@Finno Ugric Machining can you explain why? I've read some stuff and don't have a real conclusion...

      3. Finno Ugric Machining

        Climb milling with a coarse slitting saw is something You can try once only.

      4. JDM

        @Josh Schneider It would? Why?

      5. Josh Schneider

        That would increase vibration and knock the cut out of true.

    66. Dead Pixel Media

      love it... we need to take about 1/16th of an inch off...... pulls out a 2in end mill... :-D

    67. Eric Martin

      Camera angle at 2:38 is perfect, when the angle touches the square blade it looks like they become one piece. Nice!

    68. salsyou

      so cool to see that saw just make nothin outa that part

    69. Reini Grauer

      Any problems climb cutting with a saw like that? Seems like it would push the work down into the jack and potentially reduce the vibration.

      1. Finno Ugric Machining

        Climb milling has the word "climb" in it. A coarse slitting saw in a milling machine that might have some backslash. Thats a recipe for a disaster. For some funny reason nobody does climb milling with slitting saws. I tried it once and it did not end well. Nothing got destroyed but I was really lucky.

    70. gentlemen sheep

      Got to love machinist jacks theres a machinist best friend.

    71. wristpin38

      Is it standard for horizontal saw teeth to cut upwards like that? My gut feels like cutting towards the workpiece and table would be more stable? Not second guessing you, just genuinely curious.

      1. wristpin38

        @M I Holy cow; thank you for the explanation! I appreciate it.

      2. M I

        What you are describing is called a climb cut in machinist terms and what abom is doing is a conventional cut. A climb cut is where the tool cuts into the workpiece and the cut tapers off, a conventional cut is the opposite so the tool cuts away from the work and the chip is thickest at the end of the cutting motion. Your gut feeling is right, a climb cut is more stable and easier on the tool. However it reguires a feedscrew with no backlash because it has a tendency to grab the workpiece and cause the table to vibrate back and forth. Most modern cnc-machines have ballscrews so most of the time a climb cut is used. Most manual machines have trapezoidal or acme feedscrews that reguire some backlash to function properly. So this machine is propably not capable of safely climb cutting such a heavy cut. You can see the same stuff with how adam does the side milling, when he's taking most of the material off he's conventional cutting and only does a very light climb cut for finishing and he can get away with it because the table has enough mass to prevent it from bouncing.

    72. Kurt Fattig

      It was interesting to see you set up for horizontal milling.

    73. spambot71

      i'm curious, if you've restrained a workpiece as good as you can and you still get high frequency vibrations, would it be possible to damp it by sticking some soft rubber or silicone to the piece? they sell these sticky pads that drummers can stick to ride cymbals to shorten their sound, i'm curious if that effect is ever practical in a machining context.

      1. jonka1

        I seem to remember Keith Fenner using a lump of lead strapped to the piece to kill harmonics in some of his older videos.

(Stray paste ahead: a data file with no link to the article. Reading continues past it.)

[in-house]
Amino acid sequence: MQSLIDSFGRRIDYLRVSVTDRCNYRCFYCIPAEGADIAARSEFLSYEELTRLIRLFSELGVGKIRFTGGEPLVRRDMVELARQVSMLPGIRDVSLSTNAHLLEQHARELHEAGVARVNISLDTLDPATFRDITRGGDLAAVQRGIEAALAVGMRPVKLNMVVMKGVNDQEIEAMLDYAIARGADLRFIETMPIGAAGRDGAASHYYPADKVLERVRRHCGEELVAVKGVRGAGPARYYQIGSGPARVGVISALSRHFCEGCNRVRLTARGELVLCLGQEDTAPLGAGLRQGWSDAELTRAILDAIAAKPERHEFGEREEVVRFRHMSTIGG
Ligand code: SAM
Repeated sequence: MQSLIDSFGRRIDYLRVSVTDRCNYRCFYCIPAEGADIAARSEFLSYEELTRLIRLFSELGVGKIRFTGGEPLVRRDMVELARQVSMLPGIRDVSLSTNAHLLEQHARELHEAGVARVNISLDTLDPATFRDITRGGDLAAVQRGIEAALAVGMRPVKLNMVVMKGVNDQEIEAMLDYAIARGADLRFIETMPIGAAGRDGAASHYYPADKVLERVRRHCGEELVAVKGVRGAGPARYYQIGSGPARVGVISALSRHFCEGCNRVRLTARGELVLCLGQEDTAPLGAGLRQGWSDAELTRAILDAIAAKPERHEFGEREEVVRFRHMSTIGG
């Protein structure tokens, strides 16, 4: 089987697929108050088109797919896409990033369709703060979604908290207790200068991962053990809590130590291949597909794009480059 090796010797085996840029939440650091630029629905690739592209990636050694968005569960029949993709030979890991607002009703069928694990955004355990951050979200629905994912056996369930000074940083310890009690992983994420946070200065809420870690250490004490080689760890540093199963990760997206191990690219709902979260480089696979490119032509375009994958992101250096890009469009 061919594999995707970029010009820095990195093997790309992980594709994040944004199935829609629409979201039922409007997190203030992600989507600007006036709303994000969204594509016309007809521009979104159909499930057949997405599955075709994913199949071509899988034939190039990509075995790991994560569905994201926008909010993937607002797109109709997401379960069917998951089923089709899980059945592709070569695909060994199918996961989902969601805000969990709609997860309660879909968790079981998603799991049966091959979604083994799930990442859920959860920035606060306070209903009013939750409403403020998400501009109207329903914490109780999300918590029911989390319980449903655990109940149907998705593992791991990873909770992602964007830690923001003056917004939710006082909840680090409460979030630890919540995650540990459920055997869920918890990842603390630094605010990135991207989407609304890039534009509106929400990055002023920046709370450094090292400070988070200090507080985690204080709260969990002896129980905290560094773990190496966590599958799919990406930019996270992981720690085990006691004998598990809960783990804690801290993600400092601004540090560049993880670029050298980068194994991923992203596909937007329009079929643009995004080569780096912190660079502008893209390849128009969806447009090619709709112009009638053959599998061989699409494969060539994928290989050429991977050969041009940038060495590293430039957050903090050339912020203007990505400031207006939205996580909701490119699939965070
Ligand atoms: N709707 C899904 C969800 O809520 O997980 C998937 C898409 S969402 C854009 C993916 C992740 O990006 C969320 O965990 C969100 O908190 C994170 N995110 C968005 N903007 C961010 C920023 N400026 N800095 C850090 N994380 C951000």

2. Josh Kinney

        I don't have any personal experience with this, but one of Abom's older videos shows him putting a short length of garden hose inside a pipe to keep it from ringing while he's cutting on it. I don't know if it does anything to reduce chatter, but it makes the cut significantly quieter.

    74. Wolf Party

      The shell ruffing mill is the cats meow!❤️🔥🤣

    75. JB Lewis

      I'm curious about the pulsating sound from the 2 in. end mill.

      1. jonka1

        Total perfection in running true is unlikely with any mill and you are hearing this effect as it cuts.

    76. J Waterous

      I liked the way you worked through the vibration issue. When the machinist jack moved I wondered what you would do. The shots after the wheel cut showing all the old school pieces that went into that best process are excellent. I was after thinking your work and thought it might be interesting to take a four flute end mill straight down through there to create an anti stress shape. Good to come from a family of machinists! BTW I do think the iPhone shots are better stabilization wise if only a different shade of light because the two different sensors - software - bios. I hope you can get a selfie stick maybe with a battery inside it to keep your mobile charged in case you need to be the "go - getter" at the drop of a hat.

    77. fuxluck1

      I wonder if you had reversed the direction of the saw so it was pulling the casting down towards the table instead of pulling up maybe the chatter would have been less? Nice work, looks fun!

    78. J LV

      I don't know what is happening, other than things being cut but this is amazing work .

    79. dingus153

      With the slitting saw could you have gotten a more chatter free cut by reversing the cutting direction so the force was going down into the machinist jack rather than up and away from the support?

    80. Gene Nall

      Love the quality of the picture it looks like I am standing in your shop making chips.

    81. mugmiso

      Is that crane for the 90 degree head something you designed & built? That is mighty slick. I know that head is a 150lbs+ (at least the one on my Van Norman is...) Might have to copy that.

      1. Kepo Irvine